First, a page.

Letters to the Editor

What was Clemson thinking going to the ACC Network, where fan access is limited?

How disappointed rural Clemson fans are with the decision to use the ACC Network that fan/customer access is simply too complicated to explain in words, the complexity defies logic.

Suffice to say the Clemson authorities that made the monetary decision restricting game viewing are patting themselves on the back for all the money that will be made while fans loose interest due to being inaccessible to the team we used to love to watch. Searching the web during game time leads viewers to fake streaming sites that want more money to simply watch the game. The No. 1 team in the nation is No. 0 in access.

What were they thinking?

Whitner Slagsvol

Hopkins

‘Wire cages’ can mean safety to some

In the U.S. Navy Air during the Korean War at age 19, I stationed Lakehurst, New Jersey. I saved money for weekend in New York City. A friend and I contacted the YMCA, and traveled by bus and taxi to the YMCA in New York.

Was I surprised? After registering, we entered a huge barracks-like area with lines of bunks for sleeping. I said, “Let’s catch the next bus back to the base.” My first thought was that one of the many strangers peering at us from those bunks would probably have my money or life before I awoke.

The clerk said, “That wire makes it safe.” Each bunk was enclosed in a wire cubicle. The clerk assigned me and my friend to adjoining cubicles and handed each of us a lock and key, and told us to be certain to stay in the wire room locked from the inside to keep anyone from aggravating us and for safety while sleeping. It is difficult for me to express my relief that among strangers that night a hog wire cage meant safety and I slept well.

Were my family and children coming into the U.S. via the southern border, I would cherish a “wire cage. ” Imagine sleeping and not being able to protect your children. Thank you to whomever built those “wire cages’ on the border and to those who use them for safety of vulnerable children.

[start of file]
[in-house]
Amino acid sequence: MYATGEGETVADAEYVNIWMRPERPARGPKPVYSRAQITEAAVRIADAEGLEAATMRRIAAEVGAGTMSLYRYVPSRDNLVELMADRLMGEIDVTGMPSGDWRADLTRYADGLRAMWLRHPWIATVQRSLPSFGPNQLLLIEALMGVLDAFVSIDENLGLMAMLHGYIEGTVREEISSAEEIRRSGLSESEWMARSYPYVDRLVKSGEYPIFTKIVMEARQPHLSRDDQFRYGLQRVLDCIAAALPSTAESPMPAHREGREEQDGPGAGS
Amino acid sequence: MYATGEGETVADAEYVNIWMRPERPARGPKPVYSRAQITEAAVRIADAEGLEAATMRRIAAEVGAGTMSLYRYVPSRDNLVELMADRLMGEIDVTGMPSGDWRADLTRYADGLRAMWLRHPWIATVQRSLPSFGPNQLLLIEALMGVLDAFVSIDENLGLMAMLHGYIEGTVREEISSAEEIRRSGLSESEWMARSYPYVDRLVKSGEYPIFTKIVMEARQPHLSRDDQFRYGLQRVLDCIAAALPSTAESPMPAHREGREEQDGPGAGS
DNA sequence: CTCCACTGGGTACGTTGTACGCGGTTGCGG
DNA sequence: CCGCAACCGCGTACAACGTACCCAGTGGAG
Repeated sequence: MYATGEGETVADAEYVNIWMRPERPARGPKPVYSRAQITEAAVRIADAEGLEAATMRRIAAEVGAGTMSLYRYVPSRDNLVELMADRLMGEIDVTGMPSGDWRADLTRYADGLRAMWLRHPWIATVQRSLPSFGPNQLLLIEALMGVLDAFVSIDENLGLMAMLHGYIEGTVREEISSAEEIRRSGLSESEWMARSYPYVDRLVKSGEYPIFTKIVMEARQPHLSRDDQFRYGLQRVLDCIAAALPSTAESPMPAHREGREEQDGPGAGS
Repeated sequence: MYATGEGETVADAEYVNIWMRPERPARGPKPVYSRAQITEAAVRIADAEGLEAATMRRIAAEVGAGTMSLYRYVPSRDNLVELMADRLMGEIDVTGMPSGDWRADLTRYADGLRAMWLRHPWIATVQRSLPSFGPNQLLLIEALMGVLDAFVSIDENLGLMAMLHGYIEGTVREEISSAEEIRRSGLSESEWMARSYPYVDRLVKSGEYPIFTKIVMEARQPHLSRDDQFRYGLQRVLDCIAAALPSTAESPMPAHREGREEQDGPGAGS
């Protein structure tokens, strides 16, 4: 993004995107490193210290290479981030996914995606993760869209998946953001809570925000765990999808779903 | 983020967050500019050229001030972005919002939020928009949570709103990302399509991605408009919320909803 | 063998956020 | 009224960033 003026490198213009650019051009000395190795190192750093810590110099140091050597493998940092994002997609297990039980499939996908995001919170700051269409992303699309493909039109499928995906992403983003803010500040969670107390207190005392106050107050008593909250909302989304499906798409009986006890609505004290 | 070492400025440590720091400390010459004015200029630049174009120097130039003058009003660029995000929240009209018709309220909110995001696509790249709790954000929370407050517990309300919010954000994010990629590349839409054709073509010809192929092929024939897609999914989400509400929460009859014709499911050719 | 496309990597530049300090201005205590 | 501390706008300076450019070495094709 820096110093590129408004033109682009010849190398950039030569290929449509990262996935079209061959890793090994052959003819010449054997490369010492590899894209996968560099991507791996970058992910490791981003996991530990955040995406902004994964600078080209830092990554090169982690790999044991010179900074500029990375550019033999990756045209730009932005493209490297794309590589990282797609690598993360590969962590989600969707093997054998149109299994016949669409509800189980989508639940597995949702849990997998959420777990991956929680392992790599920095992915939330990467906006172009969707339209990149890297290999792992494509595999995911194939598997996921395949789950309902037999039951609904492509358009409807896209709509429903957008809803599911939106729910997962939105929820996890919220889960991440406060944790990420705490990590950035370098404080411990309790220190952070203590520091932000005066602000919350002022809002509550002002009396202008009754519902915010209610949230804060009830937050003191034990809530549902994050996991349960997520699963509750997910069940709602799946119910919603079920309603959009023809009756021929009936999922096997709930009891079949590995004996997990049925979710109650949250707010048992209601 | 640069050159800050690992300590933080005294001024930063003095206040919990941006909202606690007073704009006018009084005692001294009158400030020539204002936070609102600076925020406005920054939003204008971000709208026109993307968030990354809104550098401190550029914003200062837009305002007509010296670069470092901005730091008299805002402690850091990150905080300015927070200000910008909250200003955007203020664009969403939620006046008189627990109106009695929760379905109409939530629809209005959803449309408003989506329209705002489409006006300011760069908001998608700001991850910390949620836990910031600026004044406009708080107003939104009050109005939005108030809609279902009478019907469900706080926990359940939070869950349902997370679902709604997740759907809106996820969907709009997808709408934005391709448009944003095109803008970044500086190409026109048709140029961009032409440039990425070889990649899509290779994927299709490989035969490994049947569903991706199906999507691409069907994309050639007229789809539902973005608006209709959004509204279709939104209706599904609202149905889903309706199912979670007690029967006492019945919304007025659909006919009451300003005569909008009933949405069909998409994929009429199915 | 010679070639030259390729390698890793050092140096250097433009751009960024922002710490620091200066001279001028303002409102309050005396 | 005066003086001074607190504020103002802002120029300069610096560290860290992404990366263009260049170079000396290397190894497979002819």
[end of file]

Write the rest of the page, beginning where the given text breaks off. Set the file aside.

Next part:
Richard Mims

Lugoff

Fixing the teacher shortage means rebuilding the teaching profession

There is a crisis-level teacher shortage in South Carolina. Numbers collected by the education advocacy group SC for Ed indicate that there were around 900 vacant teaching positions statewide at the start of the school year.

When a report about teacher hiring is finally issued by the South Carolina Department of Education, I suspect the department will quickly pivot from the alarming vacancy numbers and shift the focus to happy talk about all the “innovative” programs being implemented to fill teaching positions.

Unfortunately, such programs fail to address the fundamental problem, which is why so many good teachers are leaving the profession and why so few college students want to teach.

The real solution to the teacher shortage in South Carolina is making the profession more attractive. This means better pay, lower class sizes, adequate resources to assist struggling students, a dialing back of our state’s unhealthy obsession with bubble tests, and just plain professional respect.

Research has repeatedly shown that the single most important factor impacting student learning is an effective teacher. Rebuilding the teaching profession in South Carolina will ultimately fix the teacher shortage and also fix lot of other nagging educational problems.

Frank Morgan

Camden

The State publishes a cross section of the letters we receive from South Carolinians in order to provide a forum for our community and also to allow our community to get a good look at itself, for good or bad. The letters represent the views of the letter writers, not necessarily of The State.

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